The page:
Materiality Activation in the European Fashion Industry

Impacts of the upcoming EU Directive on Corporate Sustainability Due Diligence in global value chains
Materiality Activation in the European Fashion Industry
Publ. date 8 Nov 2022
As the need for increased focus on human rights issues and responsible supply chain management grows across industries, the upcoming EU Directive on corporate sustainable due diligence, published in 2022, will require organizations to provide consumers with more transparency when purchasing goods. This article elaborates on the implications for European companies, considers the environmental and social concerns that the fashion industry is facing, highlights inspiring progress by sustainable pioneers in the sector and then makes the case for human rights and supply chain management as foundational materiality topics and crucial elements for ESG acceleration. The downloadable checklist for materiality activation gives three tips to help your organization determine material issues.

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Customers, investors, suppliers, and other stakeholders are expressing their need for more attention to human rights issues and responsible supply chain management, by organizations. This development becomes especially evident as these topics emerge as highly relevant to different stakeholder groups when conducting a materiality assessment. The EU Directive on corporate sustainability due diligence, published earlier this year will require increased transparency from organizations around their supply chain management, also those organizations whose production and supply chains have previously been difficult to trace.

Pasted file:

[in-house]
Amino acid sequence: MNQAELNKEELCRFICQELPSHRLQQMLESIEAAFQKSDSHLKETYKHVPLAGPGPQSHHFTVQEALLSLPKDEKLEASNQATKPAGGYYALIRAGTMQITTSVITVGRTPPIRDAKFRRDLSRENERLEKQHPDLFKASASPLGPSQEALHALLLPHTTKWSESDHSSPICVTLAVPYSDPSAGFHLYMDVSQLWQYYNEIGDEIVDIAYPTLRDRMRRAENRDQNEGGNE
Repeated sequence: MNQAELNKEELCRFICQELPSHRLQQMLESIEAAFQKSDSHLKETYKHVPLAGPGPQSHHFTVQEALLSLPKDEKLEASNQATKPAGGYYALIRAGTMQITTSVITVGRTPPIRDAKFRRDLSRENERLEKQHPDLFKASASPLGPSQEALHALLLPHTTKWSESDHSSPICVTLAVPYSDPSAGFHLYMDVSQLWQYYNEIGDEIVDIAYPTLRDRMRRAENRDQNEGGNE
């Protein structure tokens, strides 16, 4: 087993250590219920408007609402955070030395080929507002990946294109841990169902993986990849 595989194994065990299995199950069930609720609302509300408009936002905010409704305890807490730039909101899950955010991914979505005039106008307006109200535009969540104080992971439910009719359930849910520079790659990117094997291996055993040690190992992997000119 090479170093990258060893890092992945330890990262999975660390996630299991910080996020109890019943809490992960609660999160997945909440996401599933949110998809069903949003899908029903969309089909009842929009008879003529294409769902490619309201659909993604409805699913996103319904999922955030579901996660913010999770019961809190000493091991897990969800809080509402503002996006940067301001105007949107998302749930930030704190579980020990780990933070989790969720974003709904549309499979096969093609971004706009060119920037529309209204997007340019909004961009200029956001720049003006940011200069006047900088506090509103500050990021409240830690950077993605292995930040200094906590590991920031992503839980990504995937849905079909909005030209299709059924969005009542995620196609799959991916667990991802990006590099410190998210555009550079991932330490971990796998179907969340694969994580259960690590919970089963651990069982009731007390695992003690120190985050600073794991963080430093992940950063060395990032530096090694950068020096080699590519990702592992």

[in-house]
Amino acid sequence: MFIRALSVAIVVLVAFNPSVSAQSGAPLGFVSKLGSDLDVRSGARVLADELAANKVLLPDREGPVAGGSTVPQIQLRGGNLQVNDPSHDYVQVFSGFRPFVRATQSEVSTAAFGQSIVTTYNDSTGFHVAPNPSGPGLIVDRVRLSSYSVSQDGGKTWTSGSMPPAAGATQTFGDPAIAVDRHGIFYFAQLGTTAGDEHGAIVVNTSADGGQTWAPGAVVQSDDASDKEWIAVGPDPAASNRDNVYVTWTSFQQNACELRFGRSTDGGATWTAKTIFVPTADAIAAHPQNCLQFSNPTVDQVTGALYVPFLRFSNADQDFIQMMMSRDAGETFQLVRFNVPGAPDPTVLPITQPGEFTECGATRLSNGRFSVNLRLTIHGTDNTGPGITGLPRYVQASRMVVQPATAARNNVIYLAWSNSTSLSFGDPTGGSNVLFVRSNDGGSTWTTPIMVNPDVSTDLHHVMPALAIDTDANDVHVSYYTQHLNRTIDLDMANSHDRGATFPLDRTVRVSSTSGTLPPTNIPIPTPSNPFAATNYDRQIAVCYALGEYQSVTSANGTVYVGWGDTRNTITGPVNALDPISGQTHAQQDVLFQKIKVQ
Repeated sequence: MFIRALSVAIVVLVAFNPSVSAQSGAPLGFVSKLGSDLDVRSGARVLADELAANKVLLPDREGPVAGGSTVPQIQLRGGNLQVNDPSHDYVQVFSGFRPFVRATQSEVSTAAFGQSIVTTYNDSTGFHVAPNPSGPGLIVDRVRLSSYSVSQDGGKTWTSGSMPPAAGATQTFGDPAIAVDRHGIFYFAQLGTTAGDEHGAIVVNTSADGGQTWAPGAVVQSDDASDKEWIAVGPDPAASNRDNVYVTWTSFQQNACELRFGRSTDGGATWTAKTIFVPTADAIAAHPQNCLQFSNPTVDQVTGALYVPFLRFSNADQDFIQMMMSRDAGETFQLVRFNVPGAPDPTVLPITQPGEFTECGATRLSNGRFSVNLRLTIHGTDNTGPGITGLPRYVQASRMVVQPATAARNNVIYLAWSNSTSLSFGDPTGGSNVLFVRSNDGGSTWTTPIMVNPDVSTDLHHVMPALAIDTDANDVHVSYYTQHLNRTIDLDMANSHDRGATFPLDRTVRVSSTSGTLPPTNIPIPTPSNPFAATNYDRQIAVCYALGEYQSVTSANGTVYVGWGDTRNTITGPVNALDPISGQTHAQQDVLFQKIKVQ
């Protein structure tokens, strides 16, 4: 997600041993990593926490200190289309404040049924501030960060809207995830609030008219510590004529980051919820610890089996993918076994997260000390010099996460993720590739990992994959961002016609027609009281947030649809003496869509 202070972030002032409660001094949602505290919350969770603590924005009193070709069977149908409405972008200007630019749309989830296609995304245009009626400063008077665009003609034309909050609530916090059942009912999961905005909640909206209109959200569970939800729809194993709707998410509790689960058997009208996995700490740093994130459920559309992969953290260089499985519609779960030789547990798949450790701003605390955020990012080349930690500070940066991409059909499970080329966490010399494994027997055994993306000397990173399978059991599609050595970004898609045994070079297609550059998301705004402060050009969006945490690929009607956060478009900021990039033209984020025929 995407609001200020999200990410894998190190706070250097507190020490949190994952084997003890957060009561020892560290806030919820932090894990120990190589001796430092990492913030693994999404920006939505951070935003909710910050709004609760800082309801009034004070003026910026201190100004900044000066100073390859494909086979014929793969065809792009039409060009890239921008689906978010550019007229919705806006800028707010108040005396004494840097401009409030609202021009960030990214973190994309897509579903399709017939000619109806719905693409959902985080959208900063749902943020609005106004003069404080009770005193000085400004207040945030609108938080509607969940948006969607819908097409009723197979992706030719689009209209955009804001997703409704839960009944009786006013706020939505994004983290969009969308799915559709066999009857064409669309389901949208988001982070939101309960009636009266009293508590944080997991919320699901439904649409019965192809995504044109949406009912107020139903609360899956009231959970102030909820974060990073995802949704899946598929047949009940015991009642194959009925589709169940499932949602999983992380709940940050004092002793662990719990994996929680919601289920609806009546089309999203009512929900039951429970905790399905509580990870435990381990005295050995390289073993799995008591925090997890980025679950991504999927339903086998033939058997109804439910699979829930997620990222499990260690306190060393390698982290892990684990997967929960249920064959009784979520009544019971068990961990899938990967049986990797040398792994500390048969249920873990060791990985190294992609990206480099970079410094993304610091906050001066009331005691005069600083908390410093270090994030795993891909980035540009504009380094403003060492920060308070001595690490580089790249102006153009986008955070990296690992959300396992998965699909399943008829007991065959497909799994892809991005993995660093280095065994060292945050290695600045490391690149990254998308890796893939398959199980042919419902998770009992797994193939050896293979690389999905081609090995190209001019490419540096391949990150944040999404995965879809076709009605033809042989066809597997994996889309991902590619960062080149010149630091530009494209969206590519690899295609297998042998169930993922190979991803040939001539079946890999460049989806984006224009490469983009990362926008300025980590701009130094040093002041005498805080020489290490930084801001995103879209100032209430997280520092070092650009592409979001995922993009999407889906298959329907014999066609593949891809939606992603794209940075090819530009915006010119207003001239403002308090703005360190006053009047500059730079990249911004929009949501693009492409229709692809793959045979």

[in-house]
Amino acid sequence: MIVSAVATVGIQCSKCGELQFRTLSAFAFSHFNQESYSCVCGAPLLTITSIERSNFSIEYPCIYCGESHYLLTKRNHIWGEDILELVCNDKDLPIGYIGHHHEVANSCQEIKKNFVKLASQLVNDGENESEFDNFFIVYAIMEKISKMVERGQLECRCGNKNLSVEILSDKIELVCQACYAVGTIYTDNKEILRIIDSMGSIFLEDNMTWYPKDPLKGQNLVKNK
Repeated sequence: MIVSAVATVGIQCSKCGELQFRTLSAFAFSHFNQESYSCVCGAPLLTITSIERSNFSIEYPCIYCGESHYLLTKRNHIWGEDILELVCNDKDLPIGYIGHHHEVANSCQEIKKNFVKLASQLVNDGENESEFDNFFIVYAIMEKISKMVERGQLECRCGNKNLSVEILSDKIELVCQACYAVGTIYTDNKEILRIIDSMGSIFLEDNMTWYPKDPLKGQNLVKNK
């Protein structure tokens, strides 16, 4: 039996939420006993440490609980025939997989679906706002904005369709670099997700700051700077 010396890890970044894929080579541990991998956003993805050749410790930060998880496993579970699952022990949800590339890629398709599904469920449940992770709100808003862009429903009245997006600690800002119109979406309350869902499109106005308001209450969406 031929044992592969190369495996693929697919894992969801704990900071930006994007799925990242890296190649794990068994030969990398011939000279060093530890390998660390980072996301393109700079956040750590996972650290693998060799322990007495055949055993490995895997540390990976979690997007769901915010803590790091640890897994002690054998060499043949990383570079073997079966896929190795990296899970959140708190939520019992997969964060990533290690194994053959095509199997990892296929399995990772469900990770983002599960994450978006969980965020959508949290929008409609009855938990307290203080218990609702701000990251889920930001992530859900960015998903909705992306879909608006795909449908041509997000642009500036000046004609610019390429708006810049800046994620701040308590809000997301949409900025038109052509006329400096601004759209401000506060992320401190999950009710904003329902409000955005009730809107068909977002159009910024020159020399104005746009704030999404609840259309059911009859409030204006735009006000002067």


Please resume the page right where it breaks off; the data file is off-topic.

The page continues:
Requirements for European companies

Although the acceptance of the draft legislation by the European Parliament and the Council is still pending, the document already provides general requirements that European companies will have to comply with. The legislation will apply to the company’s own operations, its subsidiaries, and the value chains. The requirements are listed below:

  • Integrate due diligence into policies;
  • Identify actual or potential adverse human rights and environmental impacts;
  • Prevent or mitigate potential impacts;
  • Bring an end to or minimize actual impacts;
  • Establish and maintain a complaints procedure;
  • Monitor the effectiveness of the due diligence policy and measures; 
  • Publicly communicate on due diligence.

Aside from adhering to legal regulations, human rights as well as responsible supply chain management should be a core ESG topic for organizations aiming to be sustainable and successful. As is clear when considering materiality assessments, these two aspects are assessed as fundamental topics for every (producing) company. This applies especially to high-impact sectors, such as agriculture, the extraction of minerals, as well as textiles/fashion and these industries will do well to give these the attention they need as the upcoming EU directive will have far-reaching impacts, especially for them.

Environmental and social concerns in the fashion industry

The fashion industry is considered a high-impact sector, due to its global value chains as well as the significant impacts on environmental and social matters. As part of the production process of a fashion piece, it not only passes through many parts of the textile chain but is also often transported around the world. Each step often takes place in a different country. For example, the cotton material, which is required for the majority of fiber production, is grown on agricultural land in for instance India, the USA, China, and Brazil. Due to this globalized production process, the multiple steps in the value chain reveal difficulties for the environment and can entail social issues. From an ecological point of view, extensive water use, waste, toxic chemicals, and greenhouse gas emissions are the main issues caused by the textile industry. The production process also has social implications, especially in developing countries, where poor working conditions and low labor standards are common, and many employees are not able to cover living wages.